Florian Zeller’s The Father is more than just your typical family drama. Family drama isn’t even an apt description for it.
Anne (Olivia Colman) visits her 80-year-old father, Anthony (Anthony Hopkins), who’s living in an apartment alone in London. He had just chased off the recent carer she’s hired for him after accusing her of stealing his watch. Anne reminds him patiently that he may have left it in his hidden spot in the bathroom.
Anthony has dementia, and though he is adamant in explaining to Anne that he can take care of himself, it is clear that he can’t. When Anne finds the watch and returns to Anthony, the room is subtly different. There’s a slight strangeness to it: the afternoon sun reflects on the room, but it’s as if the day has just started for Anthony. A stranger appears and introduces himself as Paul (Mark Gatiss/Rufus Sewell), Anne’s husband, a familiar watch on his wrist catching Anthony’s attention. All of a sudden we’re not sure if the watch has been found or stolen by Paul. This doubt stays with us as we move through each room, a palpable change in its design and another person introducing herself as Anne confusing us even further. This sense of disorientation stays all throughout the film as we follow Anthony’s struggle with the illness.
I adore films adapted from plays because the story is given a more textured feeling. The world goes beyond the limits of the stage and the editing becomes vital in transitioning a narrative. Zeller crafts it impressively. We never really leave the house, but the world Anthony inhabits tosses and turns into whole new worlds and memories. It’s upheaved and stripped every waking turn, showing us the state of disorientation he lives in. It’s terrifying.
Often, films focusing on dementia communicate the melodrama of coping with the illness (The Notebook, Still Alice). Here Zeller shows us the horror of its manifestations from the perspective of a man losing bits of him and his memories. The house constantly changes, time doesn’t exist, and the memories of our own lives and events of the day blend to form a confusing situation to wake up to. He holds on to the two constant things left in his life: his watch and Anne, which we know now will slowly dissolve and blend along with the memories, waiting to be washed away.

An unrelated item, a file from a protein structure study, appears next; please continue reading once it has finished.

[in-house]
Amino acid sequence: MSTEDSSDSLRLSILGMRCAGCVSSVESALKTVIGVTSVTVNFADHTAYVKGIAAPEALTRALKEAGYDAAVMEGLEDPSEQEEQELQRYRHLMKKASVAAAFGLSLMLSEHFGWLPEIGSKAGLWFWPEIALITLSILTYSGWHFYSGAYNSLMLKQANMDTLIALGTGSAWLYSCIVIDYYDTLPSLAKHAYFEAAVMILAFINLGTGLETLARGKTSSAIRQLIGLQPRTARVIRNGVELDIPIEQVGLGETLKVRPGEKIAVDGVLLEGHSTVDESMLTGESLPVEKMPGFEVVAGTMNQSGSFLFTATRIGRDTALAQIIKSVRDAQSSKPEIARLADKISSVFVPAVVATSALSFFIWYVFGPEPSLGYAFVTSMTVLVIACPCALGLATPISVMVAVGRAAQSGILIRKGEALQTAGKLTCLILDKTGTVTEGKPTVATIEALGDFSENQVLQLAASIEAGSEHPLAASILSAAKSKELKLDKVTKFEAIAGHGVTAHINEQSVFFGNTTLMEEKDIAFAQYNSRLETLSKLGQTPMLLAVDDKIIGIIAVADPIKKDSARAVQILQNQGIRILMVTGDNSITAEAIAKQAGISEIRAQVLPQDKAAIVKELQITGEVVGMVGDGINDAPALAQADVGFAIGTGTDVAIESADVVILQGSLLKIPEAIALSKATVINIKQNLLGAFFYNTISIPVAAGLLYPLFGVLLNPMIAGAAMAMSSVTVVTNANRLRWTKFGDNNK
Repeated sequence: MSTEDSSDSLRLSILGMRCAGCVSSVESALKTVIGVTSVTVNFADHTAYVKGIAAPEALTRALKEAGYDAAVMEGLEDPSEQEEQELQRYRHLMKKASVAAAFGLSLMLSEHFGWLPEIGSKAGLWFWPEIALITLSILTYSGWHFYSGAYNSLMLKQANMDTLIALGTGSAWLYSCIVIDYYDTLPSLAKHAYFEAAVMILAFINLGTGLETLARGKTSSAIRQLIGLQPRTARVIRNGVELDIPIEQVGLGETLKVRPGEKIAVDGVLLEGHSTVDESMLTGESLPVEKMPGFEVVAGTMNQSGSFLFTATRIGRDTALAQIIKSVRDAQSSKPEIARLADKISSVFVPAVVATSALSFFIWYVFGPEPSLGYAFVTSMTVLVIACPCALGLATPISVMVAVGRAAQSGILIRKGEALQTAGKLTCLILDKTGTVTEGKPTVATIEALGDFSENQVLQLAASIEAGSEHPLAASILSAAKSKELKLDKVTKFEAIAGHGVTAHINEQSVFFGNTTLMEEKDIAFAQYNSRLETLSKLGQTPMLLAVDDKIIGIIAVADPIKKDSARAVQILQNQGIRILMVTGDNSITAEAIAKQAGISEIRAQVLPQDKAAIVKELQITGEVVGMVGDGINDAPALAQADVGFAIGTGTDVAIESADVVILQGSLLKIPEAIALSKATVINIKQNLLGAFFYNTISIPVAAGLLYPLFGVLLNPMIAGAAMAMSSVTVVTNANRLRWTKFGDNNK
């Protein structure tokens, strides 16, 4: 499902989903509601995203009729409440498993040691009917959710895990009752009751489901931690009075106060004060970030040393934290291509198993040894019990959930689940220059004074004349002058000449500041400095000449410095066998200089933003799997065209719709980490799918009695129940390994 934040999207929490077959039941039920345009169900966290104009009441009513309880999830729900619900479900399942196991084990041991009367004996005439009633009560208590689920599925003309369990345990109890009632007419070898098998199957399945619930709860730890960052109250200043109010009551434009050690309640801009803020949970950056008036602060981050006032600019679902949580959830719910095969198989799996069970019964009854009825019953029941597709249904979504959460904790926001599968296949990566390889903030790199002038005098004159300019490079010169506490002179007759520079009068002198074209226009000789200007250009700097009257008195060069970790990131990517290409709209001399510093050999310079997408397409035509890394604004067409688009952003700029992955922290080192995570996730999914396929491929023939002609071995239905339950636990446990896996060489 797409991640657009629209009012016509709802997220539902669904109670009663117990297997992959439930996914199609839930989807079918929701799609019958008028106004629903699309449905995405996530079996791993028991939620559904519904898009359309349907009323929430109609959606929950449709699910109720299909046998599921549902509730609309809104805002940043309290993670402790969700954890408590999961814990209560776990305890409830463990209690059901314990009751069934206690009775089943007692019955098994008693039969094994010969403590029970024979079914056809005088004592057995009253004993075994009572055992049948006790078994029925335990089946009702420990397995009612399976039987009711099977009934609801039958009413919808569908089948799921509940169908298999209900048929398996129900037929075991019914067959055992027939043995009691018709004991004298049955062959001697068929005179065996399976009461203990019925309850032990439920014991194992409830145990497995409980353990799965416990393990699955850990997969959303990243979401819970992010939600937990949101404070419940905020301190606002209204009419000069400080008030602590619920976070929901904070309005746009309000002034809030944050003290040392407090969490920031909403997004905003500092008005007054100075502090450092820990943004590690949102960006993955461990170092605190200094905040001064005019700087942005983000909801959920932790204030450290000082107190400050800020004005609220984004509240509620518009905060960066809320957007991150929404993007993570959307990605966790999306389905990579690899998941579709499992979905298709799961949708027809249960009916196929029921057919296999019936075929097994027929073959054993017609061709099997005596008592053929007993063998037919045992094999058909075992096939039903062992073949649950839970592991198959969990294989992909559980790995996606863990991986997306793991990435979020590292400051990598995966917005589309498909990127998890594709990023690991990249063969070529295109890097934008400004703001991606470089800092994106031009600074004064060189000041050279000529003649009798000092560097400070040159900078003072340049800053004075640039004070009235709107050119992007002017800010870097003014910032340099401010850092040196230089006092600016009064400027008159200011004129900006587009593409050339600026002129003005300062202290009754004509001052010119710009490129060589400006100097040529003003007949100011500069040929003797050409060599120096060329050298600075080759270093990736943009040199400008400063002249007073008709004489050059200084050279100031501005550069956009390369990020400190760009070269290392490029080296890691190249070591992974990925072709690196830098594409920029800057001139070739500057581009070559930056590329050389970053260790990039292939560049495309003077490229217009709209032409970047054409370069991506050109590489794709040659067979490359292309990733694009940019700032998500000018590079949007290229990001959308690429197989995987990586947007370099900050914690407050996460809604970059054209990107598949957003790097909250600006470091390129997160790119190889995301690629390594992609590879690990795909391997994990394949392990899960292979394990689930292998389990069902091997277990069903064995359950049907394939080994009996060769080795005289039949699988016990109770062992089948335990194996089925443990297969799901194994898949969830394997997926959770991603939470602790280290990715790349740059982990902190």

There’s so much to say about turning the apartment into a character in itself. Aside from Coleman and Hopkins, this film’s strength is in its flawless editing and production design. Hopkin’s house is alive with the memories and feelings of his own. It’s bright when he’s happy; dark and empty in his state of disorientation. Paintings go missing and people become other people. There’s a creeping sense of horror as it goes on and the house strips away into the current state of his life: alone in a nursing home with no Anne and no watch. Even then, in its very final scene, there’s doubt if this is really what it is; this terrifying inability to perceive one’s own personal memories and sense of time brings a deep-seated grief. Anthony’s attachment to his watch, the only real thing left that he can grasp, is missing once again as time slips away from him and he’s left trying to assemble fragments of it.
There’s a certain kind of devastation in watching someone you love slowly turn into a living ghost. Colman shows us a woman trapped in a situation of caring for a relative who may or may not have been cruel to her in the past, while managing her own life. Colman is intricate, her eyes brighten up, tears flow, and her smile turns hollow with such delicacy, that she’s on par with Hopkins. Together, they’re a joy to watch. There’s never a misstep to it. Her husband/lover, Paul (Sewell/Gatiss) isn’t as patient as she is and eventually goads her into putting Anthony in a nursing home.
Anthony Hopkins is still a force to be reckoned with. He’s charming to his new carer (Imogen Poots) who looks a lot like his daughter Lucy, while occasionally cruel to Anne. I suppose I’m also glad I didn’t have to see this in the cinema: I can imagine the immersive experience of watching one of your greatest fears on a big screen hitting too close to home.
Zeller’s The Father is a devastating study on a man losing himself to an illness, but it’s done meticulously and humanely. The greatest horrors in life are often the ones which we cannot control; there’s only a tight grip to what tethers us here.